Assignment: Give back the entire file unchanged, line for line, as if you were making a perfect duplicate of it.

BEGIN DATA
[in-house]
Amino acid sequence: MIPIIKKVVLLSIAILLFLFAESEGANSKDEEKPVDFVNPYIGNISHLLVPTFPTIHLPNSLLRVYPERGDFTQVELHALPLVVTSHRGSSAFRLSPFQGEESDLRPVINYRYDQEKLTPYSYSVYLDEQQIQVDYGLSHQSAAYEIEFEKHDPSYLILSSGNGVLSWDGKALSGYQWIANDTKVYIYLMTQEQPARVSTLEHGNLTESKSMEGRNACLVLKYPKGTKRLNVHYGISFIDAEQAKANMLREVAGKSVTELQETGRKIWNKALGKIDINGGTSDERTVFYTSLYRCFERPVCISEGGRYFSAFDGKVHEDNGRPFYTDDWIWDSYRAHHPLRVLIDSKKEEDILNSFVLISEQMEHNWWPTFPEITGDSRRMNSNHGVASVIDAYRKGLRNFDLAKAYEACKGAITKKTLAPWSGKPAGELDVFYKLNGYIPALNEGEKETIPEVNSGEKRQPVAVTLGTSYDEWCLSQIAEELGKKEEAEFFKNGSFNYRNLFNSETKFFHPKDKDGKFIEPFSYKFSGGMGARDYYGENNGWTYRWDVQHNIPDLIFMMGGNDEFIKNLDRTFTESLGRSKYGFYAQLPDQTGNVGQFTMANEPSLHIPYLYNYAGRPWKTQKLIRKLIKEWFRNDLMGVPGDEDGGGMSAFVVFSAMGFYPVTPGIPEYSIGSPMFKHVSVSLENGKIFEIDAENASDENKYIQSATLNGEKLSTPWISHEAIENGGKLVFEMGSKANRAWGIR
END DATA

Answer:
[in-house]
Amino acid sequence: MIPIIKKVVLLSIAILLFLFAESEGANSKDEEKPVDFVNPYIGNISHLLVPTFPTIHLPNSLLRVYPERGDFTQVELHALPLVVTSHRGSSAFRLSPFQGEESDLRPVINYRYDQEKLTPYSYSVYLDEQQIQVDYGLSHQSAAYEIEFEKHDPSYLILSSGNGVLSWDGKALSGYQWIANDTKVYIYLMTQEQPARVSTLEHGNLTESKSMEGRNACLVLKYPKGTKRLNVHYGISFIDAEQAKANMLREVAGKSVTELQETGRKIWNKALGKIDINGGTSDERTVFYTSLYRCFERPVCISEGGRYFSAFDGKVHEDNGRPFYTDDWIWDSYRAHHPLRVLIDSKKEEDILNSFVLISEQMEHNWWPTFPEITGDSRRMNSNHGVASVIDAYRKGLRNFDLAKAYEACKGAITKKTLAPWSGKPAGELDVFYKLNGYIPALNEGEKETIPEVNSGEKRQPVAVTLGTSYDEWCLSQIAEELGKKEEAEFFKNGSFNYRNLFNSETKFFHPKDKDGKFIEPFSYKFSGGMGARDYYGENNGWTYRWDVQHNIPDLIFMMGGNDEFIKNLDRTFTESLGRSKYGFYAQLPDQTGNVGQFTMANEPSLHIPYLYNYAGRPWKTQKLIRKLIKEWFRNDLMGVPGDEDGGGMSAFVVFSAMGFYPVTPGIPEYSIGSPMFKHVSVSLENGKIFEIDAENASDENKYIQSATLNGEKLSTPWISHEAIENGGKLVFEMGSKANRAWGIR